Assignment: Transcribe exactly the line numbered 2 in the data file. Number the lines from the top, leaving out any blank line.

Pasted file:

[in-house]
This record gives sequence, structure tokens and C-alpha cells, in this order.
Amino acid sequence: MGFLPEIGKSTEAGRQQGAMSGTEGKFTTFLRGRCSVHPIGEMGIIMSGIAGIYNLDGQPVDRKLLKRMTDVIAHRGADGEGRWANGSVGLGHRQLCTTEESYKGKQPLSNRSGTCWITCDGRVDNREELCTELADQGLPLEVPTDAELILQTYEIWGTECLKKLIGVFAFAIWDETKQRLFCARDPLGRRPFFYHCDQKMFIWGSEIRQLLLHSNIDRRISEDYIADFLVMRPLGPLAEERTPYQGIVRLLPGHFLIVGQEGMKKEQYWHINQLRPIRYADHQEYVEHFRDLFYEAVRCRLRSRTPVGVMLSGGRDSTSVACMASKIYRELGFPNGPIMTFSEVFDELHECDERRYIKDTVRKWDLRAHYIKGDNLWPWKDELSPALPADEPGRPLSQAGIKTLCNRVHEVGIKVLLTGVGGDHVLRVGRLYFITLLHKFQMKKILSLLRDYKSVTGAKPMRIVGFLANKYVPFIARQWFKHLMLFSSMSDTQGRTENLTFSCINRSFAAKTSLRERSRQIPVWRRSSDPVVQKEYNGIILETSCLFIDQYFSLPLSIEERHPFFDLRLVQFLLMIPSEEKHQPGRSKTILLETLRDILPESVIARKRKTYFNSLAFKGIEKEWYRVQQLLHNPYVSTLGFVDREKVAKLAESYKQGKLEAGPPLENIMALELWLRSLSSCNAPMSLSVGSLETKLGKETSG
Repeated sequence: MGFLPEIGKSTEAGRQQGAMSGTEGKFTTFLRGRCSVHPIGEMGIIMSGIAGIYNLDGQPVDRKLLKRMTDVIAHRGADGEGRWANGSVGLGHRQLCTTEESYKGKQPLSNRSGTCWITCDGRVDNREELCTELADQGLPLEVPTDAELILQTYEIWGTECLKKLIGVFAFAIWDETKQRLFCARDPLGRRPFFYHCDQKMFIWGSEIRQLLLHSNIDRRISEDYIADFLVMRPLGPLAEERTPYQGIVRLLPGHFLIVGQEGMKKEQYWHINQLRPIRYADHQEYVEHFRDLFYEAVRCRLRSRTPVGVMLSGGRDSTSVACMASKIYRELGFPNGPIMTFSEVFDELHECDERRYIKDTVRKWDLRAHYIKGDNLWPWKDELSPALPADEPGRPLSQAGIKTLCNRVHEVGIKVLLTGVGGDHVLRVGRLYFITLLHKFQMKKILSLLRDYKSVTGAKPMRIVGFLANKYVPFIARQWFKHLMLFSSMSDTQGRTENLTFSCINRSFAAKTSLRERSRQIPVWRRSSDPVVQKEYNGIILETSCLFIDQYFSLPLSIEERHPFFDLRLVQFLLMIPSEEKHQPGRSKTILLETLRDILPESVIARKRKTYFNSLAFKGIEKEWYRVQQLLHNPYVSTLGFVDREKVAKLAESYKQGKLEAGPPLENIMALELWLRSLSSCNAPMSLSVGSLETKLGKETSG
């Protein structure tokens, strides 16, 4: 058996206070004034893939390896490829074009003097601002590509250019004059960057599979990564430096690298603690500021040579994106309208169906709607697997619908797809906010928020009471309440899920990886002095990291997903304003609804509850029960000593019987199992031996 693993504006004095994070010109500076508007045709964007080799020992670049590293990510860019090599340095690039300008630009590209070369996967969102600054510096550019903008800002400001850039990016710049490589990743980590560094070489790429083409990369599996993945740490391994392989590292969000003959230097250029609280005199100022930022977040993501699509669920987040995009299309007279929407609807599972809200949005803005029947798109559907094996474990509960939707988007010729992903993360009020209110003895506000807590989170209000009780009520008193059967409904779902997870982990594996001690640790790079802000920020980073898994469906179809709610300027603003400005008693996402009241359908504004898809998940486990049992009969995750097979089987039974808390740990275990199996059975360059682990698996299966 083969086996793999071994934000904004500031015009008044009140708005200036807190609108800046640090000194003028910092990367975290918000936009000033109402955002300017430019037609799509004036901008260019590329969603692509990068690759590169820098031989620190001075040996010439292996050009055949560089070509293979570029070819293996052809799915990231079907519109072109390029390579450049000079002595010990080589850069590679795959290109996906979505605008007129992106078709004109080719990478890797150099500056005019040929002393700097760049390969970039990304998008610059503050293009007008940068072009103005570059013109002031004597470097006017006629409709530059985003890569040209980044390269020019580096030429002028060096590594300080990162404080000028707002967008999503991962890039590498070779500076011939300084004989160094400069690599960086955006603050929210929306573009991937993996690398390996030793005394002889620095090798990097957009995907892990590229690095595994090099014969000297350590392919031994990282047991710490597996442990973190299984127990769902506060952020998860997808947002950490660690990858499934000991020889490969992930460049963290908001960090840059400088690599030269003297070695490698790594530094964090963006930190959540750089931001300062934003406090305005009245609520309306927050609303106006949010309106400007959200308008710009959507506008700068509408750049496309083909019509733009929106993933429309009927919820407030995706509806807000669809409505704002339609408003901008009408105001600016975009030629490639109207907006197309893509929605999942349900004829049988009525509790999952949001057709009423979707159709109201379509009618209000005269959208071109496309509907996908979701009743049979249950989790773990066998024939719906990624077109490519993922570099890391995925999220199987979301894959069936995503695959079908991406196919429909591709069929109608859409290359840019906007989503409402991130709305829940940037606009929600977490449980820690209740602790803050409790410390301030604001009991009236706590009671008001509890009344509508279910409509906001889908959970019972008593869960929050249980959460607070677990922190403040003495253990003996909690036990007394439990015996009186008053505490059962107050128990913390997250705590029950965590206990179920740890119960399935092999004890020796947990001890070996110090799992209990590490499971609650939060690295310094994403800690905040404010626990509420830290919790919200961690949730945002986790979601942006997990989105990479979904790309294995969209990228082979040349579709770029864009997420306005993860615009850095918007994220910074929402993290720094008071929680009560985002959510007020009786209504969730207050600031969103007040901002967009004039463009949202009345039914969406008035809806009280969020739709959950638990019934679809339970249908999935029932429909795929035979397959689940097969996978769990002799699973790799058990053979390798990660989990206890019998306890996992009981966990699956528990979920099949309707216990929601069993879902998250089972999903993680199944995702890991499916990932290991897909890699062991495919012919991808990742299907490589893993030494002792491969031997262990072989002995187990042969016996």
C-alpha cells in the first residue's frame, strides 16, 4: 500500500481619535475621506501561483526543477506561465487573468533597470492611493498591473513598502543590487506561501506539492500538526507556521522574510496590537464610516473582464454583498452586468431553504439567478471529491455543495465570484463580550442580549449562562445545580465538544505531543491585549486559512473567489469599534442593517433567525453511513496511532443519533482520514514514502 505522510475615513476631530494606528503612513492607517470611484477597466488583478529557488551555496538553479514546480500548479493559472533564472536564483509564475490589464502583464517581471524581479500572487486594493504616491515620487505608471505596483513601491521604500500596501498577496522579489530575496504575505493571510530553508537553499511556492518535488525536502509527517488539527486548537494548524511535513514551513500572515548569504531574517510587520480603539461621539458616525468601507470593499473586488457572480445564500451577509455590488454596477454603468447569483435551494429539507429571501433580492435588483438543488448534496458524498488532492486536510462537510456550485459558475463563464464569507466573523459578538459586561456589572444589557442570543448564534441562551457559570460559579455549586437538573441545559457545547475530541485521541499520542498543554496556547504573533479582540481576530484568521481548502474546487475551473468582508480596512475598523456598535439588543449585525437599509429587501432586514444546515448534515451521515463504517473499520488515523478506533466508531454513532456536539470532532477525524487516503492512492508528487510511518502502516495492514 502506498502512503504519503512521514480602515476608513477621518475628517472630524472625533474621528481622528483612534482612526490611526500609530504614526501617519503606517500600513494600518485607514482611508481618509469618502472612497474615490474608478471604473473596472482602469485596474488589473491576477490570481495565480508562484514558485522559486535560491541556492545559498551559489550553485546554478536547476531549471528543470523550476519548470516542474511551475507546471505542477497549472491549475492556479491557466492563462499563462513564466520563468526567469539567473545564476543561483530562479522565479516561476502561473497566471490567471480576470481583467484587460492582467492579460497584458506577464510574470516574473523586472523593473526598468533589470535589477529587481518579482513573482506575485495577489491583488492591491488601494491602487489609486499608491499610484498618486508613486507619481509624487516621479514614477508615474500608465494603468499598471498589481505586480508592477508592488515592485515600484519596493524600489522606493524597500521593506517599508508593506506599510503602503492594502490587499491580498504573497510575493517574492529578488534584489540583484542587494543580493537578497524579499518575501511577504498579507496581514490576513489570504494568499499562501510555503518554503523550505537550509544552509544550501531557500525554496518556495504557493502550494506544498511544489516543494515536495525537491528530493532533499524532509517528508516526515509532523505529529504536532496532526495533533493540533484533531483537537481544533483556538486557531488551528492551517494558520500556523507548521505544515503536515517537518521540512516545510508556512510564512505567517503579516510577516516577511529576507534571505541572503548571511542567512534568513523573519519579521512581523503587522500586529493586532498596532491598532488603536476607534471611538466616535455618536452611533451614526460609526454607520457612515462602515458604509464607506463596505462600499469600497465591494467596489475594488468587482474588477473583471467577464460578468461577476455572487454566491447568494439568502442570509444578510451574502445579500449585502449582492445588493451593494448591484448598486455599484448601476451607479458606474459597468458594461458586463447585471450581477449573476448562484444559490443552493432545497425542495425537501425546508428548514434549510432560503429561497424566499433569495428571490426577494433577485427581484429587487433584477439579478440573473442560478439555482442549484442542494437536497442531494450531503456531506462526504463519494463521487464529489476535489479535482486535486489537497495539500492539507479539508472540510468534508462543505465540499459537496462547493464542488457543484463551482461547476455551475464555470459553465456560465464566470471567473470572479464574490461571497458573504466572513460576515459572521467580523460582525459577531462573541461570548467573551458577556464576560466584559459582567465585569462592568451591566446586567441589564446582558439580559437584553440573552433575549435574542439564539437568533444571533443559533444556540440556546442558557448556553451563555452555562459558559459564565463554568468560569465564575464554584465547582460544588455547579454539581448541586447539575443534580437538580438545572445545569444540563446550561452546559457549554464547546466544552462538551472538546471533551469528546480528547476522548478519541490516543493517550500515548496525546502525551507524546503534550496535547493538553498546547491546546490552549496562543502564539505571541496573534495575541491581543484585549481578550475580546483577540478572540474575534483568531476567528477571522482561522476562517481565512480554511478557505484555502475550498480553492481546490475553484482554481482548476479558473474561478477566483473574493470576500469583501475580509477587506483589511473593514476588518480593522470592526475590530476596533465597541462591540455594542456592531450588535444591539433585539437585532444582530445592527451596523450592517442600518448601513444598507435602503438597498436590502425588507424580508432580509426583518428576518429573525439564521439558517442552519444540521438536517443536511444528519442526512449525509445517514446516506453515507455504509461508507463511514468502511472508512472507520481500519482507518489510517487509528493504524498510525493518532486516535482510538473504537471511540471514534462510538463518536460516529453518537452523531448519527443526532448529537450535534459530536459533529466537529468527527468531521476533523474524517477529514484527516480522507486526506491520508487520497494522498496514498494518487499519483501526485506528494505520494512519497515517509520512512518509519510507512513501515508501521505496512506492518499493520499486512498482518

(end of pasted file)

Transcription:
This record gives sequence, structure tokens and C-alpha cells, in this order.